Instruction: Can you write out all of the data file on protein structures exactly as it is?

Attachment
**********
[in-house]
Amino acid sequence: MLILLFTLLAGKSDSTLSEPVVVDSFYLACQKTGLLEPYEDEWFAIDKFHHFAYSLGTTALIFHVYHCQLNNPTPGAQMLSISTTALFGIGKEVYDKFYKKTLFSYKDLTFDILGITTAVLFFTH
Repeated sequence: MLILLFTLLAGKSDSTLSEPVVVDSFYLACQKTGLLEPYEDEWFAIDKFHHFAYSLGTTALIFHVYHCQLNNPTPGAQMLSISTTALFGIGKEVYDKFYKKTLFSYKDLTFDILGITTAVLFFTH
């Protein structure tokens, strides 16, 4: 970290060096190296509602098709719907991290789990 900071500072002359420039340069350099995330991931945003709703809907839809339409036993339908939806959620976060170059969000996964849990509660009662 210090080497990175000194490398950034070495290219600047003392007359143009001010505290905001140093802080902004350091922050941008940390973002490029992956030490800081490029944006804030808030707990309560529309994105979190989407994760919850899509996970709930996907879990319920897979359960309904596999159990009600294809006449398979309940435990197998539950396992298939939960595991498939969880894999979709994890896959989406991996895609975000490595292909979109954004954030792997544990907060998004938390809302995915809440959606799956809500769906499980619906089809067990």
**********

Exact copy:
[in-house]
Amino acid sequence: MLILLFTLLAGKSDSTLSEPVVVDSFYLACQKTGLLEPYEDEWFAIDKFHHFAYSLGTTALIFHVYHCQLNNPTPGAQMLSISTTALFGIGKEVYDKFYKKTLFSYKDLTFDILGITTAVLFFTH
Repeated sequence: MLILLFTLLAGKSDSTLSEPVVVDSFYLACQKTGLLEPYEDEWFAIDKFHHFAYSLGTTALIFHVYHCQLNNPTPGAQMLSISTTALFGIGKEVYDKFYKKTLFSYKDLTFDILGITTAVLFFTH
């Protein structure tokens, strides 16, 4: 970290060096190296509602098709719907991290789990 900071500072002359420039340069350099995330991931945003709703809907839809339409036993339908939806959620976060170059969000996964849990509660009662 210090080497990175000194490398950034070495290219600047003392007359143009001010505290905001140093802080902004350091922050941008940390973002490029992956030490800081490029944006804030808030707990309560529309994105979190989407994760919850899509996970709930996907879990319920897979359960309904596999159990009600294809006449398979309940435990197998539950396992298939939960595991498939969880894999979709994890896959989406991996895609975000490595292909979109954004954030792997544990907060998004938390809302995915809440959606799956809500769906499980619906089809067990």